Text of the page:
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The Post-Kaiser Health News Collaboration

By Andy Alexander

The Post’s controversial “salons” idea, where pricey sponsorships were sought for off-the-record dinners involving journalists, stemmed from an urgent need to generate revenue. Surely more money-making ideas will emerge -- hopefully better conceived -- to help stabilize the finances of the newspaper, which has been operating in the red.

But as The Post searches for new revenue, it also is searching for new ways to stretch its coverage at a time when newsroom staffing is being reduced and budgets are under stress.

Enter Kaiser Health News, an independent news operation that is part of a new trend in daily journalism. Increasingly, newspapers are forming content partnerships with foundation-financed news services.

Ethical sensors should perk up whenever an established newspaper like The Post thinks about teaming up with an outside group. But in this case -- as with The Post’s collaboration with another nonprofit-based news organization, ProPublica -- it passes the test.

So far this year, The Post has run a handful of Kaiser Health News stories. At the bottom of each is this:

This story was produced through a collaboration between The Post and Kaiser Health News. KHN is a service of the Kaiser Family Foundation, a nonpartisan health-care-policy research organization unaffiliated with Kaiser Permanente.

“Transparency is my goal in this and everything else we do,” said Frances Stead Sellers, The Post’s health editor.

KHN has a stable of top-notch and respected health care editors and reporters that includes Sandra Boodman, a former Post reporter who took one of the newspaper’s buyouts, and former politics editor Eric Pianin.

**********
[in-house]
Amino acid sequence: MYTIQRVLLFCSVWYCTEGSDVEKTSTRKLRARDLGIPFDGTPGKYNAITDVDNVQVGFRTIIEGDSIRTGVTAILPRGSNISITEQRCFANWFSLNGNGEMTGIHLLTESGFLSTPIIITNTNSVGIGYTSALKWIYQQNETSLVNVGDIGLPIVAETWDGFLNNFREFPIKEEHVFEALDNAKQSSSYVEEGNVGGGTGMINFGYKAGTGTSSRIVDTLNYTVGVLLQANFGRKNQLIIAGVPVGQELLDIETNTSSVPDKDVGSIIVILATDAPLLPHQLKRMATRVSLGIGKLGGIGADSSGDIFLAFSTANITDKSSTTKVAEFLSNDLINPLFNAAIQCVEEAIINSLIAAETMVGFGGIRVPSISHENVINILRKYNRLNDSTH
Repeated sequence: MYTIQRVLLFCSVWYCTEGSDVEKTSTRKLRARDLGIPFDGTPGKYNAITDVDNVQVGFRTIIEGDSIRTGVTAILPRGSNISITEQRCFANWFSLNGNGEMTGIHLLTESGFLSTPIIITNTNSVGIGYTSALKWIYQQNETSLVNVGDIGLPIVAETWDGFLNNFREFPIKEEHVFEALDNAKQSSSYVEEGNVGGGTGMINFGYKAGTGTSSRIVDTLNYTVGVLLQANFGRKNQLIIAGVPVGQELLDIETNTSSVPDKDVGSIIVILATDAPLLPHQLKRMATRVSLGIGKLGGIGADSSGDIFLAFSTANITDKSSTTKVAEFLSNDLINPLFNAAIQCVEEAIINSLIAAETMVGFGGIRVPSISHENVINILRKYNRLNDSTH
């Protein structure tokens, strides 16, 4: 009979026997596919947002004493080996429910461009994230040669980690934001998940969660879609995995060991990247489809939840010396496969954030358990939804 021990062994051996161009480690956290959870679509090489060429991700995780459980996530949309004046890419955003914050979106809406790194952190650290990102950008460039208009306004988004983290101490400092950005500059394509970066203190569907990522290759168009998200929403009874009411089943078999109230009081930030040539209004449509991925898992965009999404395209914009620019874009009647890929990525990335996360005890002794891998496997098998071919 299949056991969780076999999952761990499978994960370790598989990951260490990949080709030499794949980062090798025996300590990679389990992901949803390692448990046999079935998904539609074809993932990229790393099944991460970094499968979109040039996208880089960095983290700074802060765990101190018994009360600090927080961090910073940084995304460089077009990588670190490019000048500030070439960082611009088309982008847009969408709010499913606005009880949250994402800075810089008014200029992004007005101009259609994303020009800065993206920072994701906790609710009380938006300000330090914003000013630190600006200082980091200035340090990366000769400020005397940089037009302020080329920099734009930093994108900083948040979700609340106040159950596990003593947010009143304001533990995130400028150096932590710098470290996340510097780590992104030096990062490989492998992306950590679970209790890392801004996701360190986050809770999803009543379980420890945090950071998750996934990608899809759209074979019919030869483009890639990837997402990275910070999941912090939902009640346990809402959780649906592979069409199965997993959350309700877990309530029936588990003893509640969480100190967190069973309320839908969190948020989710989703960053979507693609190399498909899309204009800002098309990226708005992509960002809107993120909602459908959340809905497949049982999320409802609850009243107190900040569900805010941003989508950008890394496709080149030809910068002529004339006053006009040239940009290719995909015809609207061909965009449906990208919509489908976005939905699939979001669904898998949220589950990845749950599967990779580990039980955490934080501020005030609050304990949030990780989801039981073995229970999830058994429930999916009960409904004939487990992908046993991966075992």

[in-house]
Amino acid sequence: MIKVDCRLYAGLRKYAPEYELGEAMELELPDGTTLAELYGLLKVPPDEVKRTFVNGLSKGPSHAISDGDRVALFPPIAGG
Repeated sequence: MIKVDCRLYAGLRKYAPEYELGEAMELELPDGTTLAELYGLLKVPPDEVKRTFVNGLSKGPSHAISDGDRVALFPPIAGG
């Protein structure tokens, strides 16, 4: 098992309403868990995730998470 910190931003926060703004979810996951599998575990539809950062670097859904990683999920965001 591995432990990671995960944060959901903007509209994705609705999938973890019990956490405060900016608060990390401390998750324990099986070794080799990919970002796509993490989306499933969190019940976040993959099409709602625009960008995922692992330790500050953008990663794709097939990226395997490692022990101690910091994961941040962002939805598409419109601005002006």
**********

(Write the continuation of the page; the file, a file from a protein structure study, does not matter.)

A key to the relationship is that The Post maintains full editorial control. Sometimes The Post will pitch a story to KHN. But more often, Sellers said, Kaiser will offer ideas. “Even after I express interest and they tailor to my local needs,” she said, “I don’t have to run it.”

When stories arrive at The Post, they have been edited by KHN. But they then go through The Post’s own editing process. When a story appears in The Post, the byline clearly identifies the reporter as being with Kaiser Health News.

Adding an extra level of comfort is the fact that the National Advisory Committee for KHN is chaired by former Post executive editor Leonard Downie, Jr., who now is a vice president at large for the newspaper. The committee includes a number of other respected names in journalism, including Knight Foundation president and CEO Alberto Ibarguen, Poynter Institute president Karen Dunlap, University of Maryland journalism school dean and former NPR president Kevin Klose and Tom Rosenstiel, who directs the Pew Research Center’s Project for Excellence in Journalism.

Sellers said she is not troubled by the fact that the Kaiser Foundation, which funds KHN, has had a long-standing involvement in health care reform, although not as an advocate.

“It’s hard to find anyone, Republican or Democrat, who doesn’t think the health care system needs fixing,” she said. “They differ, of course, on how.” But she said none of the KHN stories appearing in The Post have suggested an agenda.

The Kaiser Family Foundation was established in 1948 by the late industrialist Henry J. Kaiser and his wife. Kaiser had amassed a fortune from shipbuilding during World War II, and it grew later when he formed Kaiser Aluminum and Kaiser Steel.

After the war, Kaiser created Kaiser Permanente health care for his employees and the Kaiser Family Foundation was part of it. But, eventually, the foundation became an independent entity.

The distinction from Kaiser Permanent is especially important in the immediate aftermath of the “salons” controversy. Kaiser Permanent had verbally agreed to sponsor the first “salon dinner,” although it never signed a contract.